The president, it seems, is a lover of mango. He has recently sampled Lowell's preparation of baked mango gratinée -- usually served as an accompaniment to chicken or fish -- at the home of a friend, who prepared it from Lowell's newest cookbook. The president loved it, as well as the main course, which was apparently prepared out of the same cookbook. Furthermore, Mrs. Clinton has become intent upon sampling some of Lowell's newer dishes (but no chocolate chip cookies, goes through my mind) and wonders if they might recruit Lowell to cook for them during an upcoming weekend at a friend's borrowed home in Boca Raton. Mrs. Clinton will call herself, to confer about the menu, which would be for ten people -- three of them teenage girls -- whenever it is convenient.
I cover the receiver with my hand and whisper: "When can you talk to Hillary?"
Kathryn, from the back deck, maintains this is all a prank.
"Any time," Lowell whispers back.
"Would Mrs. Clinton be able to talk to Mr. Cartwright now?"
"Probably she would right after the Kennedy Center performance," George Stephanopoulos says. "Give me five minutes. Let me get back to you on that."
The phone doesn't ring for an hour. By the time it does ring, the kitten is upright and spunky, chasing after Key limes rolled across the kitchen floor.
"George Stephanopoulos," the voice says. "Are you...there's a landing field in Marathon, correct?"
"Yes," I say.
"Big planes don't come in, though?"
I see the dinner slipping away. "No," I say.
"Is there a roasted pig?"
"I'm sorry, sir?"
"Not at the airport. I mean, is there a recipe for roasted pig?"
"Prepared with a cumin marinade, and served with pistachio pureed potatoes."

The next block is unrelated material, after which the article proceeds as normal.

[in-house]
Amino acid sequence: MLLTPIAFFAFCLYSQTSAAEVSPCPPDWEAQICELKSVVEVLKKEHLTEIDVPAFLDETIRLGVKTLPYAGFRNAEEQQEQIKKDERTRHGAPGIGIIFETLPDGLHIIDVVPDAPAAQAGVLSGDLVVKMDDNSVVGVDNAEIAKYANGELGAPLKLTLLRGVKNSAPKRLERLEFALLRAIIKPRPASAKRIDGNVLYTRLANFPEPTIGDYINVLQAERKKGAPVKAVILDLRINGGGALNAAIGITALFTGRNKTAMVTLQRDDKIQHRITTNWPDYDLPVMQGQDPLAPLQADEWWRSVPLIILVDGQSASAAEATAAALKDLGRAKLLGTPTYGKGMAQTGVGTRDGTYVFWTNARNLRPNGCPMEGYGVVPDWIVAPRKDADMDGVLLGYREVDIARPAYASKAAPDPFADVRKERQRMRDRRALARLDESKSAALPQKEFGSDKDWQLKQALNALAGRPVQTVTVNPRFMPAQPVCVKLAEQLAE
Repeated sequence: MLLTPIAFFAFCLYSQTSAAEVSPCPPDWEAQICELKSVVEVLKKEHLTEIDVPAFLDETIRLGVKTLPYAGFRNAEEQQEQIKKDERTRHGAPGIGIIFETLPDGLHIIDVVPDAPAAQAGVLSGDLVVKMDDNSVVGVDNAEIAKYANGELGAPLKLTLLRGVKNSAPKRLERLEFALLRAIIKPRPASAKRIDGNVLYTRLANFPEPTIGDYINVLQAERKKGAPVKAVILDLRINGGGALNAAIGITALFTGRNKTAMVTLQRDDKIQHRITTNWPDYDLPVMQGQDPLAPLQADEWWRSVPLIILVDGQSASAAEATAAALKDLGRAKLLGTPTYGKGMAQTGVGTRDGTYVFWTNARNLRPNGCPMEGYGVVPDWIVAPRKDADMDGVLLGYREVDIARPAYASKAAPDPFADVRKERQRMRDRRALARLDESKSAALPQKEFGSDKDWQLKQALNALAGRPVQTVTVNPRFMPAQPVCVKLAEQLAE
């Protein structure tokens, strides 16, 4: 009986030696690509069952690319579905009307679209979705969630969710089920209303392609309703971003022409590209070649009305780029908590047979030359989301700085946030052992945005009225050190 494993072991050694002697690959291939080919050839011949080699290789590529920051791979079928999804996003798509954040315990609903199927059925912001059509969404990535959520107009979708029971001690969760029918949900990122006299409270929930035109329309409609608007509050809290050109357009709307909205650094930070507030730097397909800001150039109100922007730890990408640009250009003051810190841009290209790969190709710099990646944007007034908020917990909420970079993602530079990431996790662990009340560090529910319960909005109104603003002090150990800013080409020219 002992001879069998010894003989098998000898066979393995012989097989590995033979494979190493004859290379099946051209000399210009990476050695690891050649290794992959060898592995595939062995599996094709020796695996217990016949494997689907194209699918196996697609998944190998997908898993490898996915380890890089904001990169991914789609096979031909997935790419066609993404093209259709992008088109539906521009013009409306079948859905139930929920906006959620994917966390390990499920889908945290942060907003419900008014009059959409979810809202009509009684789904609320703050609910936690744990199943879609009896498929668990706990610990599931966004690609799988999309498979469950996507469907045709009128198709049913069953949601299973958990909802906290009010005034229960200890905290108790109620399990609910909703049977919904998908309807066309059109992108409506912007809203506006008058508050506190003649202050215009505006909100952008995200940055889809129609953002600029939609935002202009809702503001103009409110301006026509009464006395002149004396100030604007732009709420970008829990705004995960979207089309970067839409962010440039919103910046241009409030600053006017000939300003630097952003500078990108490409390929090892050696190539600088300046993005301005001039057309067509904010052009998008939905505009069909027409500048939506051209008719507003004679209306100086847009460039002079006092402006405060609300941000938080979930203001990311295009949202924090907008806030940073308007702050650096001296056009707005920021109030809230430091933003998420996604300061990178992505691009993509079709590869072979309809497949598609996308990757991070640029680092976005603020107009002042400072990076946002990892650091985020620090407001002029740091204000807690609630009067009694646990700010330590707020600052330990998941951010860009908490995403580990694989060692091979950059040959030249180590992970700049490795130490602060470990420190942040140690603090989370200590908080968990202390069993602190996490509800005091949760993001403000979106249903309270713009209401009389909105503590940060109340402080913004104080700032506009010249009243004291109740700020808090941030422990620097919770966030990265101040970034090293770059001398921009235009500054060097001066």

"The Clintons have left for an evening performance, but if it wouldn't be inconvenient, I think Mrs. Clinton would like to call when they return. It might be eleven, ten-thirty, or eleven -- something like that."
"Mr. Cartwright stays up until well after midnight."
"I'll bet I'm interrupting your dinner right now. Tell me the truth."
"No. Actually, we've been watching what has turned out to be an incredible sunset and we've been waiting for your call."
"Sunset," Stephanopoulos says, with real longing in his voice. "Okay," he says. "Speak to you later."
"This is amazing," the highlighter says.
"Sting and Trudie Styler rented a house in Key West last winter," Daphne says. "Also, David Hyde Pierce, who plays Frasier's brother, took a date for dinner on Little Palm Island, and he tipped really well."
Since the moment they were introduced, Daphne and the highlighter have gotten along famously. They're sitting on the kitchen floor, rolling limes around like some variation of playing marbles, and the kitten has sprung to life and is going gonzo.
"When would the dinner be?" Lowell asks.
"They're going to call around eleven," I say. "You can ask."
"You ask," Lowell says. "I'd make a fool of myself if I had to talk to Hillary Clinton."
On the deck, Kathryn plucks a stalk of lemon grass growing from a clay pot, puts it between her two thumbs, and blows loudly. The kitten slithers under the refrigerator.
"Reminds me of certain of the doctor's patients," Daphne says, watching the kitten disappear. "You know, what really drives me crazy is that when they call, they give every last detail about their problem, as if the dentist cares whether the tooth broke because they were eating pizza or gnawing on a brick."
The kitten emerges, followed by what looks like its own kitten: a quick moving palmetto bug that disappears under the stove.
"Jesus Christ," Lowell says. "Where's the bug spray?"
Antonio, the chef from Coral Gables, calls back. He wants Lowell to know that since the president will be having lunch at his restaurant, he is not at all offended that the president wishes to dine with us. Every effort must be made, however, not to duplicate dishes. He asks, bleakly, if we have had any success in finding fresh estragon in southern Florida.
Excerpted from Perfect Recall, copyright (c) 2000 Ann Beattie. Reproduced with permission from the publisher; all rights reserved.
Blood at the Root
"A gripping, timely, and important examination of American racism."
- PW Starred Review
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